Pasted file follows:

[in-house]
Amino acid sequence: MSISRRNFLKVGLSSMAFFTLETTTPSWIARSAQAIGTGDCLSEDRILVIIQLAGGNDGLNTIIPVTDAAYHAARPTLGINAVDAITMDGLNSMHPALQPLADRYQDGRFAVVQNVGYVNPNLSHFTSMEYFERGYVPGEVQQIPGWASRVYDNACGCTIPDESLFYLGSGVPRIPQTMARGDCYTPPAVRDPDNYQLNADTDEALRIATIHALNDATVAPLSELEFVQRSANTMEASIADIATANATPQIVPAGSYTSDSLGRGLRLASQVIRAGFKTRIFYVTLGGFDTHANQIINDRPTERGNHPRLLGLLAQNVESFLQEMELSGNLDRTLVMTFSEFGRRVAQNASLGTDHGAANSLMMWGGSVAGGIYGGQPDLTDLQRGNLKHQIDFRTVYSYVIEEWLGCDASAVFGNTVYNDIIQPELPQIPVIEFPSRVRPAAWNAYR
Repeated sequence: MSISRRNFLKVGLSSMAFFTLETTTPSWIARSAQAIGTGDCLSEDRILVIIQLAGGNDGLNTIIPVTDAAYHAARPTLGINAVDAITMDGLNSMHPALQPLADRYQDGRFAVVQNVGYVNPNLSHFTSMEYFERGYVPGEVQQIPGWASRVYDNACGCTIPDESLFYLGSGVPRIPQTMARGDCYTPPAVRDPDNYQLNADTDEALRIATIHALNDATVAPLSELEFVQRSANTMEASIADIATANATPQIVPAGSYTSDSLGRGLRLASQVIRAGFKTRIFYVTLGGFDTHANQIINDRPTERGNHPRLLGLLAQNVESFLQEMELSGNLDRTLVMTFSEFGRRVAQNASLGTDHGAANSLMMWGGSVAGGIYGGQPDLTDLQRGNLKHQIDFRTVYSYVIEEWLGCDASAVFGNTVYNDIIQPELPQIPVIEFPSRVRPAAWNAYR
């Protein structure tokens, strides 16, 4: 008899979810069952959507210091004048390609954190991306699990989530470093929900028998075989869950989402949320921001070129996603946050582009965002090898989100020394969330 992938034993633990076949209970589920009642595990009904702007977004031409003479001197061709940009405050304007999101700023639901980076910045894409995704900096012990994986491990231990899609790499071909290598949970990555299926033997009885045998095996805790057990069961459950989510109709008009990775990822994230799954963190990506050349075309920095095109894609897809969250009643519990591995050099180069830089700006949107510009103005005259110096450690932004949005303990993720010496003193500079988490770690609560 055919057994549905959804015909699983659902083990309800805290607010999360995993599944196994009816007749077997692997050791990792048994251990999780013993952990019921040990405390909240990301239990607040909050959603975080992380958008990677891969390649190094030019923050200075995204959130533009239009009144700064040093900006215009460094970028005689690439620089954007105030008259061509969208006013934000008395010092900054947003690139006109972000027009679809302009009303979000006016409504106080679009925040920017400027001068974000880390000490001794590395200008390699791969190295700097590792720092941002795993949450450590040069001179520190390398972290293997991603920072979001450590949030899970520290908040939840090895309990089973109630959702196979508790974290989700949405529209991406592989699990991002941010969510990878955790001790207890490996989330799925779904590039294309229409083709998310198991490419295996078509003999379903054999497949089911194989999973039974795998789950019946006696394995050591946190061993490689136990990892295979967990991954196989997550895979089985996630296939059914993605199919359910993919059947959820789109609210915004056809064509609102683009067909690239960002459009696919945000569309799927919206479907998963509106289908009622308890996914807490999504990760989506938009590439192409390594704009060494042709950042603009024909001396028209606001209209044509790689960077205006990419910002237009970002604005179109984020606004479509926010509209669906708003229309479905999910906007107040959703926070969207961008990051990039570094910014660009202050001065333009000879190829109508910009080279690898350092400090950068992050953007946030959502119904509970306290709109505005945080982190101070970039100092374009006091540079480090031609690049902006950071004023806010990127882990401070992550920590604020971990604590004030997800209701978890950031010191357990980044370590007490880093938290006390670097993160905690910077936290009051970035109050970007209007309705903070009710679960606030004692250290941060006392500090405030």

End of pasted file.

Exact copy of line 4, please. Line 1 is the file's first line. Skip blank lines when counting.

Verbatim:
């Protein structure tokens, strides 16, 4: 008899979810069952959507210091004048390609954190991306699990989530470093929900028998075989869950989402949320921001070129996603946050582009965002090898989100020394969330 992938034993633990076949209970589920009642595990009904702007977004031409003479001197061709940009405050304007999101700023639901980076910045894409995704900096012990994986491990231990899609790499071909290598949970990555299926033997009885045998095996805790057990069961459950989510109709008009990775990822994230799954963190990506050349075309920095095109894609897809969250009643519990591995050099180069830089700006949107510009103005005259110096450690932004949005303990993720010496003193500079988490770690609560 055919057994549905959804015909699983659902083990309800805290607010999360995993599944196994009816007749077997692997050791990792048994251990999780013993952990019921040990405390909240990301239990607040909050959603975080992380958008990677891969390649190094030019923050200075995204959130533009239009009144700064040093900006215009460094970028005689690439620089954007105030008259061509969208006013934000008395010092900054947003690139006109972000027009679809302009009303979000006016409504106080679009925040920017400027001068974000880390000490001794590395200008390699791969190295700097590792720092941002795993949450450590040069001179520190390398972290293997991603920072979001450590949030899970520290908040939840090895309990089973109630959702196979508790974290989700949405529209991406592989699990991002941010969510990878955790001790207890490996989330799925779904590039294309229409083709998310198991490419295996078509003999379903054999497949089911194989999973039974795998789950019946006696394995050591946190061993490689136990990892295979967990991954196989997550895979089985996630296939059914993605199919359910993919059947959820789109609210915004056809064509609102683009067909690239960002459009696919945000569309799927919206479907998963509106289908009622308890996914807490999504990760989506938009590439192409390594704009060494042709950042603009024909001396028209606001209209044509790689960077205006990419910002237009970002604005179109984020606004479509926010509209669906708003229309479905999910906007107040959703926070969207961008990051990039570094910014660009202050001065333009000879190829109508910009080279690898350092400090950068992050953007946030959502119904509970306290709109505005945080982190101070970039100092374009006091540079480090031609690049902006950071004023806010990127882990401070992550920590604020971990604590004030997800209701978890950031010191357990980044370590007490880093938290006390670097993160905690910077936290009051970035109050970007209007309705903070009710679960606030004692250290941060006392500090405030």